The CLN, not alas, the Craft Liberation Network, but the Craft Leadership Network, is a motley group of curators, ‘brokers’ and sundry other farmyard animals. They met in Liverpool, midst much quacking and gabble, to develop their ‘leadership skills.’ I went to watch and to try and work out who they wanted to lead. We, the audience and participants, comprised a handful of makers, a sprinkling of academics, a veritable conspiracy of Arts Council dudes (ACE dudes) – place was bristling with them – and three journalists, Emma Crichton-Miller, Teleri Lloyd-Jones and me, assuming I swap my maker’s hat for my journalists notebook. The event wasn’t publicised, it was ‘networked’. We were all there because someone had contacted us.
The Spirit of Agincourt
We began with a keynote speech - Phyllida Hancock, former stage actress, delivered a rousing performance analysing Henry V’s leadership qualities as an exemplar which might be adapted to our campaigns to invade and re-annexe Planet Craft. (Yes, you did read that right. I know it all sounds a bit surreal, but I’m not making this up.) So, with our hearts bursting with the spirit of Agincourt, we sallied forth to three separate encampments to plot our first steps towards the sunlit uplands. My camp plotted a ‘journey’, Hero’s journey, with the curators, ‘brokers’ and ACE dudes as the heros.
Round the Camp Fire
Both rousing speech and subsequent encampment followed standard business development / personal development models, but the most interesting thing with all these gatherings were the conversations and arguments that sprang from the process.
“Banish Craft!” quoth Peter Ting.
“OH no you don’t!” parried the excellent Mr. Beighton from MIMA – vigorous nodding from surrounding camp and me.
“Enough of hierarchies” announced Fareda Khan from Shisha, with an impressive flourish.
“Here Here” I growled in response, believing for a second that I was in the House of Lords. Shisha, btw, is an excellent organisation based in Manchester supporting artists of South Asian origin.
“More dirty spaces” demanded someone, “Hurrah!” we all chorused.
The other encampments were the 60/40 group, and a manifesto group. I’m rounding up spies to get comment on these.
As the spirit of Agincourt slowly evaporated and the farmyard animals returned, we assembled for another quacking speech (sorry) from an architect which in turn led into the panel discussion. The main things I recall from this was Lisbeth den Besten’s plea to makers to get out of the studio and the gallery and to show and be in many other places, and Dr. Ananya Jahanara Kabir, calling for more willingness to acknowledge craft’s spiritual dimension. The discussion that followed prompted Bob-ACE-dude to declare that upon his word, all the applications he’d ever seen from crafts people were stupefyingly dull. They might have been of course, who knows? But I told him he was mixing in the wrong circles. I’ll take him out for a beer some time.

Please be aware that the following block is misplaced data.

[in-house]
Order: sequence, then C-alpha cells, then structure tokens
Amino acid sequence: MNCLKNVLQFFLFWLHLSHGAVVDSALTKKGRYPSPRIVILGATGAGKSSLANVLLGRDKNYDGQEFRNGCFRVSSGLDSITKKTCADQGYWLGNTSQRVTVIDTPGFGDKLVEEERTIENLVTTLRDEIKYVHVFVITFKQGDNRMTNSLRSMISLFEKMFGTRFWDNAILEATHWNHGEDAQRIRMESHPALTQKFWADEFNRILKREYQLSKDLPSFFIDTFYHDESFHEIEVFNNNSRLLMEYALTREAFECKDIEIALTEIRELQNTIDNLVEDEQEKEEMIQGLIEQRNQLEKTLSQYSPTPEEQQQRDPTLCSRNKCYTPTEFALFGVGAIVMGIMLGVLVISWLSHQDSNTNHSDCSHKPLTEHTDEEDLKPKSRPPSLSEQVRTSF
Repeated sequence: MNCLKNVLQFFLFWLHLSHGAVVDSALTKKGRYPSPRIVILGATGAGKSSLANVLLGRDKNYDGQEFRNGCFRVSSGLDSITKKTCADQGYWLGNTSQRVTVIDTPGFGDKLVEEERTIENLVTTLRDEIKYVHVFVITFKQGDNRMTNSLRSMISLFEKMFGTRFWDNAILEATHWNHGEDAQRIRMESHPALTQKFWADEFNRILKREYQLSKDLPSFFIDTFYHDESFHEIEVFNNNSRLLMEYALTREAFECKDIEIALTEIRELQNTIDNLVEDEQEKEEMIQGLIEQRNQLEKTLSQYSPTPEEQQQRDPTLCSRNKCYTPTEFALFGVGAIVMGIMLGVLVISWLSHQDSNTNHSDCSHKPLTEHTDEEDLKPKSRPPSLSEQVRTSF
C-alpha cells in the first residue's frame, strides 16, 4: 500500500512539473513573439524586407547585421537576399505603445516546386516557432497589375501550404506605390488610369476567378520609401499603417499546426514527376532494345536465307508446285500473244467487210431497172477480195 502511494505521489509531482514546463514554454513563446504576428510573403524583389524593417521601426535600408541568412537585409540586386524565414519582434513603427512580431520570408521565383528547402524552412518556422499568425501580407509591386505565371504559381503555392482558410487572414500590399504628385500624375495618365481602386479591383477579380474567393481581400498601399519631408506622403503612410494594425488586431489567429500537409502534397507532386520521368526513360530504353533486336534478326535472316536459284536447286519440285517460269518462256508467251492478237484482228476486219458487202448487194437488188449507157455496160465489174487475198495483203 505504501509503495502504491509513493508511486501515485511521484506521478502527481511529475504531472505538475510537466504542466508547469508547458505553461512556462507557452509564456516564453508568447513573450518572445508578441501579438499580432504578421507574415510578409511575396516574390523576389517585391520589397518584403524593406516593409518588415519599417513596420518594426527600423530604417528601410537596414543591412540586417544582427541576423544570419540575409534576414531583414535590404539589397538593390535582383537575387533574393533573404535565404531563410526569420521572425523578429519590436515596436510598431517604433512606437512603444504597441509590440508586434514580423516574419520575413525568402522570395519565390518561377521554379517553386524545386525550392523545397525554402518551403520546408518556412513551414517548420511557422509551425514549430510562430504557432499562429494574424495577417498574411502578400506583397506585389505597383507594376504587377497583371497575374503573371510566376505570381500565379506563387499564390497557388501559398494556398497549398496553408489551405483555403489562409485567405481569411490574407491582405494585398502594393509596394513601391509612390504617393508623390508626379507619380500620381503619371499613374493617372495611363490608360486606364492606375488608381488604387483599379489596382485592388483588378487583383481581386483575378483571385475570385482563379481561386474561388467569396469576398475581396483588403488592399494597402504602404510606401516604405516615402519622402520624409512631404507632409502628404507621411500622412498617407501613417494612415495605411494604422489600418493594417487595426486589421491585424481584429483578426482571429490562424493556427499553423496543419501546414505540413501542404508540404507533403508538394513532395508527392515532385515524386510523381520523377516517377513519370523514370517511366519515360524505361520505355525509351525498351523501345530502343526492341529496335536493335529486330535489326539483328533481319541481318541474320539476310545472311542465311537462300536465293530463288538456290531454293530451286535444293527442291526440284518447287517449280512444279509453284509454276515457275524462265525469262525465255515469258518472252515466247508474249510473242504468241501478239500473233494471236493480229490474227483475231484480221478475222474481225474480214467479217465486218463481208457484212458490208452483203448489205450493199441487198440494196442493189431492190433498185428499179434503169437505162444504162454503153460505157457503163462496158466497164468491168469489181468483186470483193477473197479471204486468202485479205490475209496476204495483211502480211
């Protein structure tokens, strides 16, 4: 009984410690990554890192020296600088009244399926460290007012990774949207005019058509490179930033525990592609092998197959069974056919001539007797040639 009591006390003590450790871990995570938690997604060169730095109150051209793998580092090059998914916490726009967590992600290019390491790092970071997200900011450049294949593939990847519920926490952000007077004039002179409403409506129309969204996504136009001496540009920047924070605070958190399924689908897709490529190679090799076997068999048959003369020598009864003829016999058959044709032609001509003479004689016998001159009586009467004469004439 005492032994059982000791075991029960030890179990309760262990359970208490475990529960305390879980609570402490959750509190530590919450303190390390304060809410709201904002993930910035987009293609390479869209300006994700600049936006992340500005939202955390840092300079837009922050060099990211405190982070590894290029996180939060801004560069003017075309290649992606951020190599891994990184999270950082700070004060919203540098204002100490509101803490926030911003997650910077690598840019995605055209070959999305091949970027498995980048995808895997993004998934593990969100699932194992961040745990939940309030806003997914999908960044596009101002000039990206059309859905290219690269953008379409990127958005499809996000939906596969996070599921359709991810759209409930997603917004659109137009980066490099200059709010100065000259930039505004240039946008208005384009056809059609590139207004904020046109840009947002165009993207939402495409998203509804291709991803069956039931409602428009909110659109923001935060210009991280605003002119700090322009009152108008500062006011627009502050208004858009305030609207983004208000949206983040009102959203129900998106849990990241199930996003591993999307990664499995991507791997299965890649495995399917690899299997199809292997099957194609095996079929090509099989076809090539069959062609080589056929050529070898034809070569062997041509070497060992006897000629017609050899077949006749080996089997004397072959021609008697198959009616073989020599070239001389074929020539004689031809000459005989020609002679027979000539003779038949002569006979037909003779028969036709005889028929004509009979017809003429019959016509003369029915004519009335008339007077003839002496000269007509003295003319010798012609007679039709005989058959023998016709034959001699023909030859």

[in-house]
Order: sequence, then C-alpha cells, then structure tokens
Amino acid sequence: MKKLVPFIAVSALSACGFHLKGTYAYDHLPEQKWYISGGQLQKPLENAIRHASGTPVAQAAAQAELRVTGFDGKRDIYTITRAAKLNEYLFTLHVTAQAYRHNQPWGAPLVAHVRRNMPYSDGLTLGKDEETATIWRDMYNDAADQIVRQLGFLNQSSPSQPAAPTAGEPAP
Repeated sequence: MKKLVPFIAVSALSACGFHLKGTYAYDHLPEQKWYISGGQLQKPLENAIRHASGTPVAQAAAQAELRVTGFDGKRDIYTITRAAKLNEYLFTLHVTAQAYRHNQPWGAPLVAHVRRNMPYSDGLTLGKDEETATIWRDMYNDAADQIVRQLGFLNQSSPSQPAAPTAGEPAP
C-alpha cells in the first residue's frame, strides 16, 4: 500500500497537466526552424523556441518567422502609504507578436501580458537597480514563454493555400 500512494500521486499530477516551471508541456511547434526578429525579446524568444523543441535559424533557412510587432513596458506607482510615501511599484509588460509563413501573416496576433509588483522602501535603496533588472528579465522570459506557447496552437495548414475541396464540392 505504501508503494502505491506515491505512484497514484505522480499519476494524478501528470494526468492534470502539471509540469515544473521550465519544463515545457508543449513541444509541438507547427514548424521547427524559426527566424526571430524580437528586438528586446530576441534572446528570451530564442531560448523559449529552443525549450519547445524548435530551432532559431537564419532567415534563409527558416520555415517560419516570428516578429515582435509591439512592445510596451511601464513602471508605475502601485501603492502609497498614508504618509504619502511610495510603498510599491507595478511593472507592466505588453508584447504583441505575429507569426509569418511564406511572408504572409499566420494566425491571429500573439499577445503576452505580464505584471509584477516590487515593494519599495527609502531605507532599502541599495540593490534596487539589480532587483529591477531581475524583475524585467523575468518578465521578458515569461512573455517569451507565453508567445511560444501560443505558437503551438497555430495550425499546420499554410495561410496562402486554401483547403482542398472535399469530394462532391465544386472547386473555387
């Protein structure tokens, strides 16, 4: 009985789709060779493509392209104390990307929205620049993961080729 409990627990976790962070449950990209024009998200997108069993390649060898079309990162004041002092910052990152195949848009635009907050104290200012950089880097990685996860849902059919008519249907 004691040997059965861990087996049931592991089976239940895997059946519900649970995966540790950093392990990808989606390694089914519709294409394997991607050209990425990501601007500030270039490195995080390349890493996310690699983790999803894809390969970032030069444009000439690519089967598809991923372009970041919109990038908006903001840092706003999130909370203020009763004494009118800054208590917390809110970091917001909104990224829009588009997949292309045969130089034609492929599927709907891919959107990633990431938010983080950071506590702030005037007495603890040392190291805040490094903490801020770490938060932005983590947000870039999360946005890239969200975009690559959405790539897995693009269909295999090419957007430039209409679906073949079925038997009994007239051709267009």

The C Word had a swell time and departed with courage high and heart aglow. The C Word’s inner Governess offers a cooler appraisal. It was a very fine thing to find such a gathering of curators and agents/middle-people/brokers meeting and recognising that there’s a BIG problem with mediating craft and that they're planning a craft resurgence. I also know now that they are attempting to lead their own organisations rather than makers. So you can relax - but not too much.
Who or what are these agents/ brokers/ middle-people exactly?
They are organisations which curate exhibitions and events and take them to galleries or other venues. At best, they can and do create opportunities where artists don’t - for lack of time as much as anything; at worst, they’re another layer of bureaucracy. The real problems occur if they are not sufficiently well informed of current debates among practitioners to be able to represent our work effectively. In this case they’re representing their own desires concerning the direction of craft practices, rather than that of the makers and are more likely to close doors than open them. Up to a point, they will have their own ideas about what craft should be, and for that reason alone, it is imperative that dialogue between makers and middlers exists, is encouraged and is developed, precisely so that they don’t become another set of obstructions. I admit I slightly resent the extra work it takes to keep yet more people informed, but that said, it’s probably an inevitable evil. The Arts Council, for example, is one such organisation. Any funding body is. The bigger headache is if galleries and funders start to rely on middlers more than on makers, simply because they ‘speak the same language’.
CLN needs to bring in a good collection of articulate makers, or even organise seminars for themselves with groups of makers, so they can get up to speed on what’s actually going on rather than what they imagine is going on. Some are well informed but, at the moment, they are a very small minority. Even new galleries are following the pot-on-a-plinth, lets jam in as much stuff as we can, upmarket junk shop approach, which is depressing. The C Word applauds the aims but wishes to encourage sustained effort in filling in the knowledge gap.
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